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American style pizza?

Does such a thing exist?

Should it?

Crispy base, not a soggy mess, drier cheese?

 
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    1. re: mcsheridan

      Do "we"?

      Whatever u know what i mean. northeast italian. sorry michigan style pizza just doesnt matter

    2. You ask "should it exist" in the UK. Well, why not. Let us not be reticient about food imports. That said, I've been mor ethan happy, for 40+ years, with our imported Italian pizza. Not that I'm sure how American might differ from italian - except for that awful "deep dish" crap which masquerades as pizza.

      7 Replies
      1. re: Harters

        Hear! Hear! Deep dish "pizza" is a thin casserole thing, and a sorry excuse for the crispy, chewy crust and melting cheese experience of good pizza.

        1. re: mcsheridan

          I'm a snob about pizza - in particular its toppings. I reckon if I'd generally see it on menus in Italy then its fine. If not, then I don't want to eat it. So, no chicken tikka masala pizza for me, thanks very much. Or pineapple.

        2. re: Harters

          For what it's worth, American deep dish has its roots in Sicilian pizza. http://www.bbcgoodfood.com/recipes/22...

          1. re: dcfly1

            I assume every pizza has its roots in southern Italy.

            1. re: Harters

              Right, I was responding to your statement "Not that I'm sure how American might differ from italian - except for that awful 'deep dish' crap".

            2. re: dcfly1

              Sicilian style pizza is not the deep dish pizza that Harters is referring to.

              Sicilian pizza is a legitimate variation of New York style pizza, with a thicker yeast-risen crust (still crispy) and a different, chunkier style sauce. Some non-Sicilian NYC pizza makers refer to it as a "square" pie, because the Sicilian style pizza is always baked on a square sheet and cut into rectangles. You'll find Sicilian slices at thousands of family run pizzerias all over the NYC metropolitan area.

              It's not a baked, unleavened cornbread sausage pizza casserole, which is what Chicago style deep dish pies actually are.

              Mr Taster

              1. re: dcfly1

                Sfincione and deep dish are very different animals. Serious Galapagos Islands effect on that strand of pizza evolution.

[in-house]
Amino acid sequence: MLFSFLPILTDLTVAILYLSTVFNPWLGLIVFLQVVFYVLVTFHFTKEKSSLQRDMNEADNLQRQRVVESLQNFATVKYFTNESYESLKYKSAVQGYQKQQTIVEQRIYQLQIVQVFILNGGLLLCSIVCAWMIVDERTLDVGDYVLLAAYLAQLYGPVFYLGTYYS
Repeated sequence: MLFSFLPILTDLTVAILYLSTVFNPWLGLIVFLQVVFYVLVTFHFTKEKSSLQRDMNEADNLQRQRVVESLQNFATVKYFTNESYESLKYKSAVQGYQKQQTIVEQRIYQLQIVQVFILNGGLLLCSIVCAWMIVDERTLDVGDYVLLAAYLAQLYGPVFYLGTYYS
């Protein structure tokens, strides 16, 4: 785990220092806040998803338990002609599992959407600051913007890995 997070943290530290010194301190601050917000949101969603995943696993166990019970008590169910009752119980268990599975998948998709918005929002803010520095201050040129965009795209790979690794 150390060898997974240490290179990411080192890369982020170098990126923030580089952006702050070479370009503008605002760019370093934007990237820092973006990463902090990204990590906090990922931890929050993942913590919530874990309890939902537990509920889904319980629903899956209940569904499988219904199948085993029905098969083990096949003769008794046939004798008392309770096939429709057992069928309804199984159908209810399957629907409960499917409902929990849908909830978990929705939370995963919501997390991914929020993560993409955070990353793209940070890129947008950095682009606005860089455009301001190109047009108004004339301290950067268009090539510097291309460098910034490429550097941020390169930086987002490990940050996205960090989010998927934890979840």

A bit like saying takeaway Chinese can owe its roots to Cantonese cuisine.

            3. Your photo looks to be a fine example. Growing up in New Jersey in the 50's and 60's, this is what pizza looked like.

              6 Replies
              1. re: grampart

                The pic is from Frank Pepe in New Haven, CT. Their pizza is so amazing (and apparently not even the best in the area).

                My favorite pizza in London is genuinely Papa John's delivery.

                1. re: brokentelephone

                  Is that the place in CT that gets all the rave reviews? I remember when I was researching for a New England trip a couple of years back, there were lots of mentions of some place that folk reckoned was the absolute dogs bollocks for pizza.

                  1. re: Harters

                    Yes. Frank Pepe's and Sally's duke it out for old-school, 100+ year old, coal oven pizza/apizza supremacy in New Haven. Having said that, there are some more current upstarts like Modern that also get respect and are playing with tradition a bit. For the most extreme example that I know of, the restaurant Bar makes a mashed potato apizza.
                    http://www.usatoday.com/story/travel/...

                    It's worth noting that New Haven pizza does not default to tomato sauce and mozzarella. Pepe's most famous pie is the white clam pizza, which is basically a pizza-shaped garlic bread topped with freshly shucked chopped clams (I got a shell in mine once). You can have it topped with red sauce and mozzarella, but you specifically have to ask for it.

                    New Haven pizza is really it's own thing... that's why I don't think brokentelephone had New Haven pizza specifically in mind when asking for "American pizza". (S)he's probably is thinking more specifically about NYC style pies.

                    Mr Taster

                    1. re: Mr Taster

                      Aside from the clam pizza I don't personally notice any major stylistic differences between what I've eaten in Connecticut, Rhode Island, or NYC. They're all crispy-ish, thin-ish, bases covered in red sauce and cheese (assuming you order them as such)

                      Greek style is bunk!

                  2. re: brokentelephone

                    "My favorite pizza in London is genuinely Papa John's delivery."

                    You have my sympathy.

                    1. re: grampart

                      Maybe that isn't really true. I just really loathe the Neapolitan pizza which has become the defacto London pizza style.

                      I do like Pizza East a fair bit.

                      I have been to most of the 'Best Pizzas in London' as dictated by the always definitive Daniel Young, and haven't been much of a fan of any.

                  1. Speak with Daniel Young of Andrew's Cafe on Grey's Inn. He is an expert on the pizzas of the London area. His website is Young and Foodish.